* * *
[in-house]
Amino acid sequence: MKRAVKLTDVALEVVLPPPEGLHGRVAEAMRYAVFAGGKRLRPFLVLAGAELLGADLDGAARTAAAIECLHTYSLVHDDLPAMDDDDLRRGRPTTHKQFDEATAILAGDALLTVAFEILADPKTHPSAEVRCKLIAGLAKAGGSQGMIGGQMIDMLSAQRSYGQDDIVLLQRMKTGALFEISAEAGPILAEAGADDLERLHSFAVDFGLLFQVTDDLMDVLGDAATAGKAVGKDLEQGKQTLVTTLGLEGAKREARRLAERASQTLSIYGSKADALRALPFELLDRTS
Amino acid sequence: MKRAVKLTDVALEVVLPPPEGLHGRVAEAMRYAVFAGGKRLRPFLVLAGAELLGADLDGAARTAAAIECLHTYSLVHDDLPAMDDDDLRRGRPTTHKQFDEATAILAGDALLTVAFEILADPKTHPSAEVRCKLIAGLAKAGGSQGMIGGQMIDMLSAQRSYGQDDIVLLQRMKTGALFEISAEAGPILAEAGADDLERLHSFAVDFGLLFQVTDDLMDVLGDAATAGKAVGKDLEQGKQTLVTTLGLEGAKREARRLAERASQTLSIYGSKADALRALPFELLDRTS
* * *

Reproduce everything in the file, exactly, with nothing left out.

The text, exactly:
[in-house]
Amino acid sequence: MKRAVKLTDVALEVVLPPPEGLHGRVAEAMRYAVFAGGKRLRPFLVLAGAELLGADLDGAARTAAAIECLHTYSLVHDDLPAMDDDDLRRGRPTTHKQFDEATAILAGDALLTVAFEILADPKTHPSAEVRCKLIAGLAKAGGSQGMIGGQMIDMLSAQRSYGQDDIVLLQRMKTGALFEISAEAGPILAEAGADDLERLHSFAVDFGLLFQVTDDLMDVLGDAATAGKAVGKDLEQGKQTLVTTLGLEGAKREARRLAERASQTLSIYGSKADALRALPFELLDRTS
Amino acid sequence: MKRAVKLTDVALEVVLPPPEGLHGRVAEAMRYAVFAGGKRLRPFLVLAGAELLGADLDGAARTAAAIECLHTYSLVHDDLPAMDDDDLRRGRPTTHKQFDEATAILAGDALLTVAFEILADPKTHPSAEVRCKLIAGLAKAGGSQGMIGGQMIDMLSAQRSYGQDDIVLLQRMKTGALFEISAEAGPILAEAGADDLERLHSFAVDFGLLFQVTDDLMDVLGDAATAGKAVGKDLEQGKQTLVTTLGLEGAKREARRLAERASQTLSIYGSKADALRALPFELLDRTS